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Nicotiana (pronounced:ˌnɪkɵʃiˈeɪnə)[1] is a genus of herbs and shrubs of the nightshade family (Solanaceae) indigenous to North and South America, Australia, south west Africa and the South Pacific. Various Nicotiana species, commonly referred to as tobacco plants, are cultivated and grown to produce tobacco. Of all Nicotiana species, Cultivated Tobacco (N. tabacum) is the most widely planted and is grown worldwide for production of tobacco leaf for cigarettes.


The word nicotiana (as well as nicotine) was named in honor of Jean Nicot, French ambassador to Portugal, who in 1559 sent it as a medicine to the court of Catherine de' Medici.[2]


Tobacco has been growing on both American continents since about 6000 BC and was used by native cultures by around 3000 BC. Employed as an anthelmintic,[3] it has been smoked, in one form or another, since about 3000 BC. Tobacco has a long history of ceremonial use in Native American cultures. It has played an important role in the political, economic, and cultural history of the United States.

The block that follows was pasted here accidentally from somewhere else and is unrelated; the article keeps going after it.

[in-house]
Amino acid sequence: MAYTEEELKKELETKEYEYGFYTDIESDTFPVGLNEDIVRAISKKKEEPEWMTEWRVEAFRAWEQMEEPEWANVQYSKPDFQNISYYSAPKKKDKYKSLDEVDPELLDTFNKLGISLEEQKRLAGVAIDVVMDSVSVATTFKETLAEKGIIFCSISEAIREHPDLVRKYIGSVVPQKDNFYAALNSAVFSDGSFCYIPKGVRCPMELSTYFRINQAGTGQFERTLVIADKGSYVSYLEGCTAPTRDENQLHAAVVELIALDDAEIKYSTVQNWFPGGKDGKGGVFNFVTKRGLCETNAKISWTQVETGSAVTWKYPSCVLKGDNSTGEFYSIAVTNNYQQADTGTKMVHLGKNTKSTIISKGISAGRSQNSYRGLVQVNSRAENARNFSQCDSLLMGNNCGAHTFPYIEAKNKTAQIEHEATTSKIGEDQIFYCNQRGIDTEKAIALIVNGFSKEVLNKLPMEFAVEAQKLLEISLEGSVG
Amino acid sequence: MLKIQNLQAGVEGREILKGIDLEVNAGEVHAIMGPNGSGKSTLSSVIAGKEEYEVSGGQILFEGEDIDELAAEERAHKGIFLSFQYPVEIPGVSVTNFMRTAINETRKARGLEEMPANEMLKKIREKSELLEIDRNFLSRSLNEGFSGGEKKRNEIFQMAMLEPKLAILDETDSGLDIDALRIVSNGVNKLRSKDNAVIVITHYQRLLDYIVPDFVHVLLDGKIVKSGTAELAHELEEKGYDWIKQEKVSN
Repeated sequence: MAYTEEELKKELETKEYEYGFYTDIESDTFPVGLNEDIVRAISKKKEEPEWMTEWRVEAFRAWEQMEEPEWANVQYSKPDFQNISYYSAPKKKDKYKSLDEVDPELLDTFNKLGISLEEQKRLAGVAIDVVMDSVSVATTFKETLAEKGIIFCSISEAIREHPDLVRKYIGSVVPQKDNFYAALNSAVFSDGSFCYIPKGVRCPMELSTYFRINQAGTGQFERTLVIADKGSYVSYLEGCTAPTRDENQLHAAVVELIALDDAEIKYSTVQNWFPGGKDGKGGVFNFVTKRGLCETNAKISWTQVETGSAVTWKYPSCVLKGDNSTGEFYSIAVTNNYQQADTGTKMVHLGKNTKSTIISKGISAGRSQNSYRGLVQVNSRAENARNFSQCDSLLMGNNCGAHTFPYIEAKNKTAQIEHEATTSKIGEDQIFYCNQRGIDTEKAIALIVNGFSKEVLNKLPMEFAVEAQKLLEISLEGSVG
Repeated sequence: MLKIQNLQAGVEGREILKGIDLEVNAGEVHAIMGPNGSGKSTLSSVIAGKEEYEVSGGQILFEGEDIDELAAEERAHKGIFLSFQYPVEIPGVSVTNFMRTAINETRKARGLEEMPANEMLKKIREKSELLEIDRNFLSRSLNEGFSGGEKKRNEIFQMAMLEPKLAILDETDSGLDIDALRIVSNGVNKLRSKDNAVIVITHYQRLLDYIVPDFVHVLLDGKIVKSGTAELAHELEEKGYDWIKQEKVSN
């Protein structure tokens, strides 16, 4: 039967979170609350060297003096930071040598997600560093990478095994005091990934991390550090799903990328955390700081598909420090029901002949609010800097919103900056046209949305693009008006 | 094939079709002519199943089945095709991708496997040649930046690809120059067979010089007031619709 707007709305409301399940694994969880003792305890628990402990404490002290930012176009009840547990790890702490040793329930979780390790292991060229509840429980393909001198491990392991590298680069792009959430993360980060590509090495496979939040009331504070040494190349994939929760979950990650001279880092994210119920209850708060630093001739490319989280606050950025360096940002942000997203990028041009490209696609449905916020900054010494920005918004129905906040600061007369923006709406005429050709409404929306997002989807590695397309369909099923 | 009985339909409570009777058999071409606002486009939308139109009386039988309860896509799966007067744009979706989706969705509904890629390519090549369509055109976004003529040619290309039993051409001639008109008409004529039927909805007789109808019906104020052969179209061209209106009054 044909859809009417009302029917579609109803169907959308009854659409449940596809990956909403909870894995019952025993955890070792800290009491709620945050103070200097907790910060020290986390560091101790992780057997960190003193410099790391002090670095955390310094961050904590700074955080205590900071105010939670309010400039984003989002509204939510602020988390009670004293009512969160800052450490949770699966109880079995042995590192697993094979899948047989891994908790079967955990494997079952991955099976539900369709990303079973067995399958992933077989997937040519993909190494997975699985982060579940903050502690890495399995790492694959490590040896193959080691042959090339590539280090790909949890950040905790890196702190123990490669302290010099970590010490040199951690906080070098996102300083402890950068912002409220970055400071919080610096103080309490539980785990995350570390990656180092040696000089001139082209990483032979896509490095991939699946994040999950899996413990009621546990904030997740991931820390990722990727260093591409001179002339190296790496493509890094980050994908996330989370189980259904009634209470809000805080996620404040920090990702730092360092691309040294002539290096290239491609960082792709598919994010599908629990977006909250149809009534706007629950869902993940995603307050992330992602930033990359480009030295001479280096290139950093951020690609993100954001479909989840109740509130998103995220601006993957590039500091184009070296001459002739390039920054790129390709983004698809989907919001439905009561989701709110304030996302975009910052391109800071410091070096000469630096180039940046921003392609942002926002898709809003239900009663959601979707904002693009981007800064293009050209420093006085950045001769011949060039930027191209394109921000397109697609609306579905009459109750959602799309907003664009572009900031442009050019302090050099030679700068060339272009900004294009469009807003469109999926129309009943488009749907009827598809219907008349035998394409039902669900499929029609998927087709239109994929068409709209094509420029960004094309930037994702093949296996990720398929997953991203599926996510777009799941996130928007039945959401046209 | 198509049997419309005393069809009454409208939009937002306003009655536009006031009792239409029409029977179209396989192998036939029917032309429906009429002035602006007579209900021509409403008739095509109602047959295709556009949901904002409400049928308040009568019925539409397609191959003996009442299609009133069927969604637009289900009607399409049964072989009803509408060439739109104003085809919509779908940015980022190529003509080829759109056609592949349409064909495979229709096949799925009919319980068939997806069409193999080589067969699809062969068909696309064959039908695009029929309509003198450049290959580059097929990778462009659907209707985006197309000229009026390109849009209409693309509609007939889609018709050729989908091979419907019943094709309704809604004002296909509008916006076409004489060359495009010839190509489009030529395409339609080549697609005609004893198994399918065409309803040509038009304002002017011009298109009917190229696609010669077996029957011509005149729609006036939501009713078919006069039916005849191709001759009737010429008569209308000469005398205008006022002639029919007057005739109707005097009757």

Tobacco plants have been grown and/or harvested by local peoples for a long time. The Takelma for example use N. bigelovii, and tobacco is very important to the Aztecs, who consider it one of the sacred herbs of Xochipilli, the "Flower Prince" (also known as Macuilxochitl, "Five Flowers"), a deity of agriculture and especially psychoactive plants. Indeed, the origins of Cultivated Tobacco (N. tabacum) are obscure; it is not known from the wild and appears to be a hybrid between Woodland Tobacco (N. sylvestris), N. tomentosiformis and another species (perhaps N. otophora), deliberately selected by humans a long time ago.[4]